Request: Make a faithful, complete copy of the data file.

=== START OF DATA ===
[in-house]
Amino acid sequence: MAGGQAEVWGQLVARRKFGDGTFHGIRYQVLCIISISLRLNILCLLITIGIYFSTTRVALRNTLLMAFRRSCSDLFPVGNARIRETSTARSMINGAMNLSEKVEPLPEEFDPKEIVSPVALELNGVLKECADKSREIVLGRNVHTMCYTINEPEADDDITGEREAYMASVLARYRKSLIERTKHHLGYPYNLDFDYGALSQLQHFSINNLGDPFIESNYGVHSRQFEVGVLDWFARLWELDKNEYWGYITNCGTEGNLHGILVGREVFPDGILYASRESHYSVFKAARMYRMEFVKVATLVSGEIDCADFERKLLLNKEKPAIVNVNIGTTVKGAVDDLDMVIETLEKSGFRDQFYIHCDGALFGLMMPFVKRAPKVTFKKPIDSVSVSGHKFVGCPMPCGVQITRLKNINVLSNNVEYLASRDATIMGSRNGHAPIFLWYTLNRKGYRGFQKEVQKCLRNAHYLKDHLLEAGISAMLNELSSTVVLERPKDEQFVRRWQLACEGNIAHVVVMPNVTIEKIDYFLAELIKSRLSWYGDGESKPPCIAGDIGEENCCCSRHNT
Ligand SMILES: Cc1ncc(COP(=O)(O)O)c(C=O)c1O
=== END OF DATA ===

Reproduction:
[in-house]
Amino acid sequence: MAGGQAEVWGQLVARRKFGDGTFHGIRYQVLCIISISLRLNILCLLITIGIYFSTTRVALRNTLLMAFRRSCSDLFPVGNARIRETSTARSMINGAMNLSEKVEPLPEEFDPKEIVSPVALELNGVLKECADKSREIVLGRNVHTMCYTINEPEADDDITGEREAYMASVLARYRKSLIERTKHHLGYPYNLDFDYGALSQLQHFSINNLGDPFIESNYGVHSRQFEVGVLDWFARLWELDKNEYWGYITNCGTEGNLHGILVGREVFPDGILYASRESHYSVFKAARMYRMEFVKVATLVSGEIDCADFERKLLLNKEKPAIVNVNIGTTVKGAVDDLDMVIETLEKSGFRDQFYIHCDGALFGLMMPFVKRAPKVTFKKPIDSVSVSGHKFVGCPMPCGVQITRLKNINVLSNNVEYLASRDATIMGSRNGHAPIFLWYTLNRKGYRGFQKEVQKCLRNAHYLKDHLLEAGISAMLNELSSTVVLERPKDEQFVRRWQLACEGNIAHVVVMPNVTIEKIDYFLAELIKSRLSWYGDGESKPPCIAGDIGEENCCCSRHNT
Ligand SMILES: Cc1ncc(COP(=O)(O)O)c(C=O)c1O